Ya Basta! Enough is Enough
Something tells me that if Antonia and Emilio were here to witness this, they would say: “Esto no se va quedar aqui!” Translation: It ain’t gonna go down like that!
On the Sunday after the passage of the bill, thousands of people gathered to demonstrate at the state capital. Long after the official program had ended and the media had left, hundreds of people stayed and continued to march. And there on the lawn of the capital, one man approached longtime organizer, Salvador Reza, and said: “The speeches are done. We need to talk for real now. What are we going to do?” A conversation unfolded, and the crowd grew to 200 people. In this spontaneous meeting, people gave testimony and made passionate calls to organize boycotts, to vote, to resist in any way possible. One man said: “What more can they do to us? I stand to lose everything, everything I’ve built here. We have nothing left but to fight.”
SB1070 and the reactionary politic it represents do not represent the sentiment of all Arizonans. And it’s showing. Outrage and fear is growing into resistance and organizing – on the streets, in the schools and in the neighborhoods. People don’t want another Jim Crow, or even a Juan Crow for that matter. Student walkouts are in motion united by the rally cry, ‘Don’t Hate! Educate!’, bullhorn caravans cruise through the barrios, people are donning new t-shirts branded with the slogan ‘Legalize Arizona!’ People who have never been active are finding ways to do something. DJs are organizing cultural events. Unity building across Latino and African American communities is happening. Even my sister in law has been inspired to organize the parents and children of my nephew’s little league. (yes!)
The battleground has emerged. The latest invention from the legislative laboratory of Arizona foreshadows immigration enforcement in the U.S. if we don’t turn the tide. This law must not only be stopped legally, it must be rejected in the court of public opinion. Compañer@s, we have a window of opportunity – NOW.
Millions of people across the country are outraged – it spans across color, age, religion, and income level. We have an opportunity to transcend the tangled web of legislations to ask ourselves the basic questions of what kind of communities we want to have, what kind of country this should be. Now is the time to tell our stories, to state the alternative solution and most importantly, to create the arena for action- action that will turn the tide on immigration enforcement, as well as immigration reform.
We cannot allow the Arizona legislature to lead immigration policy in the United States. The enforcement of immigration policy is the sole function of the federal government, not local police. Just as states cannot declare war or sign treaties, they are not to enforce federal immigration policy. The stories of people in Arizona are the same stories that can be heard across the country. Todos Somos Arizona. We are all Arizona.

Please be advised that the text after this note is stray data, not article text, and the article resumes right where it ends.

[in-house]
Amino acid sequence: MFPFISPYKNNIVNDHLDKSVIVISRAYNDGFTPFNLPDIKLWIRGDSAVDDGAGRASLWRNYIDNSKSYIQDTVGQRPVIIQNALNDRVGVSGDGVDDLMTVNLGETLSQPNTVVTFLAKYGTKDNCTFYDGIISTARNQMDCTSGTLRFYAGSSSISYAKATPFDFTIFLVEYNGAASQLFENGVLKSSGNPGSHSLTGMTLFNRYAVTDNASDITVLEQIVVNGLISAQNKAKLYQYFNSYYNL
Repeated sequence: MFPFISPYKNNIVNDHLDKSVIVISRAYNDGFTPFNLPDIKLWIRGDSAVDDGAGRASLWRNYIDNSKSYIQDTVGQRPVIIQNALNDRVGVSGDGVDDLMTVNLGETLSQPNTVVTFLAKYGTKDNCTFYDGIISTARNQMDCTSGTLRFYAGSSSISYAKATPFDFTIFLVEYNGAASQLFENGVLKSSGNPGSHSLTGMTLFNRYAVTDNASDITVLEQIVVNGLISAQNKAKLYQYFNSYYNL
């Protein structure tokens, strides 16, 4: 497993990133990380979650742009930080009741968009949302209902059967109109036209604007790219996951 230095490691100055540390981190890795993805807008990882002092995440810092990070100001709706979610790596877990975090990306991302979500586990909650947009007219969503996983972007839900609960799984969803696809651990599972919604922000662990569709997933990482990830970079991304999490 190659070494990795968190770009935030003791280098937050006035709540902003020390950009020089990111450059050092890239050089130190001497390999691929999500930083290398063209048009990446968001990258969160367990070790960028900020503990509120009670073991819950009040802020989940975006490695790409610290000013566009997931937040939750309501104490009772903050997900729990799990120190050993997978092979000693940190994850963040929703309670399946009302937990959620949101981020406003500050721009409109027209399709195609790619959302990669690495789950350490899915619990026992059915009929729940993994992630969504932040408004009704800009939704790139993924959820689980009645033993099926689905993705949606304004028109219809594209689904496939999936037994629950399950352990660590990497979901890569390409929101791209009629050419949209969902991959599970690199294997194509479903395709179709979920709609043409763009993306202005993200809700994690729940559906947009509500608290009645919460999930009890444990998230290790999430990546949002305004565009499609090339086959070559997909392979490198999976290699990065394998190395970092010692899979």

SB1070 is set to be implemented in 90 days. In that time, we will defeat this law and advance the agenda of justice for civil and human rights. We are on the right side, now, we just have to make history.
Here’s how you can join the fight:
- Demand that Obama Administration take decisive action to defend civil rights in Arizona and assert that local police are not to enforce federal immigration policy.
- Donate to groups in Arizona who are on the frontlines of this battle!
- On May Day and beyond take the Todos Somos Arizona/We are all Arizona message and promote the demand for federal intervention in Arizona.
- Take action in your city: push for your local government to pass resolutions against 1070, to boycott Arizona, organize direct actions on the criminalization of immigrant communities.
- Come to Arizona on May 29th, for a mass direct action to “Stop the Hate.”
For more information and updates, please go to www.altoarizona.com
Marisa is the Lead Organizer with the Right to the City Alliance, a national alliance of grassroots organizations working for urban justice. Prior to working at Right to the City, Marisa worked as an organizer at POWER (People Organized to Win Employment Rights) in San Francisco where she focused on building the Women Worker’s Project. Marisa was one of the authors of Towards Land, Work and Power: Charting a Path of Resistance to U.S.-led Imperialism. Marisa also worked briefly with Domestic Workers United in New York City.